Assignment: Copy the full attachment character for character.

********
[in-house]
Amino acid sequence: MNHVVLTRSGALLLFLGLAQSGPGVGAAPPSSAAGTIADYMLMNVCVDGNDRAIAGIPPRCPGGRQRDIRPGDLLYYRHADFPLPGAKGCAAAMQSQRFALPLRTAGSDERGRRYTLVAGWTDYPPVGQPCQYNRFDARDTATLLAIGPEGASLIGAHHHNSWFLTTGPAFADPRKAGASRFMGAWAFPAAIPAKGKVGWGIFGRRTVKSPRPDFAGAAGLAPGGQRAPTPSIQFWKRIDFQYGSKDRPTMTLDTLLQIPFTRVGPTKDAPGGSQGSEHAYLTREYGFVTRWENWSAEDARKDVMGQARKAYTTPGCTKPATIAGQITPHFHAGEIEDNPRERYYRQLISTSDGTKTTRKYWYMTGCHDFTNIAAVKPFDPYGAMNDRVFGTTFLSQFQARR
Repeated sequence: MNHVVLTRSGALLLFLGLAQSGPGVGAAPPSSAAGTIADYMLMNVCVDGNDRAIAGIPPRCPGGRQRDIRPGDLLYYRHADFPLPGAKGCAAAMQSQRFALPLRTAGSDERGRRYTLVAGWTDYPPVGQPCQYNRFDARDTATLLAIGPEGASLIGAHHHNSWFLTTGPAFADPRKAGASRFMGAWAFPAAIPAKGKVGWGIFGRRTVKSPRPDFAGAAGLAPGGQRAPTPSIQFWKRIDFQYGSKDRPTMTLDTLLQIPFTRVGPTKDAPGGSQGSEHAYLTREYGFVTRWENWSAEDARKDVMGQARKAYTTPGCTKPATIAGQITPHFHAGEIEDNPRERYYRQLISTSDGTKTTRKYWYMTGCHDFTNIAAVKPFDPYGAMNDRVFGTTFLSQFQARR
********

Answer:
[in-house]
Amino acid sequence: MNHVVLTRSGALLLFLGLAQSGPGVGAAPPSSAAGTIADYMLMNVCVDGNDRAIAGIPPRCPGGRQRDIRPGDLLYYRHADFPLPGAKGCAAAMQSQRFALPLRTAGSDERGRRYTLVAGWTDYPPVGQPCQYNRFDARDTATLLAIGPEGASLIGAHHHNSWFLTTGPAFADPRKAGASRFMGAWAFPAAIPAKGKVGWGIFGRRTVKSPRPDFAGAAGLAPGGQRAPTPSIQFWKRIDFQYGSKDRPTMTLDTLLQIPFTRVGPTKDAPGGSQGSEHAYLTREYGFVTRWENWSAEDARKDVMGQARKAYTTPGCTKPATIAGQITPHFHAGEIEDNPRERYYRQLISTSDGTKTTRKYWYMTGCHDFTNIAAVKPFDPYGAMNDRVFGTTFLSQFQARR
Repeated sequence: MNHVVLTRSGALLLFLGLAQSGPGVGAAPPSSAAGTIADYMLMNVCVDGNDRAIAGIPPRCPGGRQRDIRPGDLLYYRHADFPLPGAKGCAAAMQSQRFALPLRTAGSDERGRRYTLVAGWTDYPPVGQPCQYNRFDARDTATLLAIGPEGASLIGAHHHNSWFLTTGPAFADPRKAGASRFMGAWAFPAAIPAKGKVGWGIFGRRTVKSPRPDFAGAAGLAPGGQRAPTPSIQFWKRIDFQYGSKDRPTMTLDTLLQIPFTRVGPTKDAPGGSQGSEHAYLTREYGFVTRWENWSAEDARKDVMGQARKAYTTPGCTKPATIAGQITPHFHAGEIEDNPRERYYRQLISTSDGTKTTRKYWYMTGCHDFTNIAAVKPFDPYGAMNDRVFGTTFLSQFQARR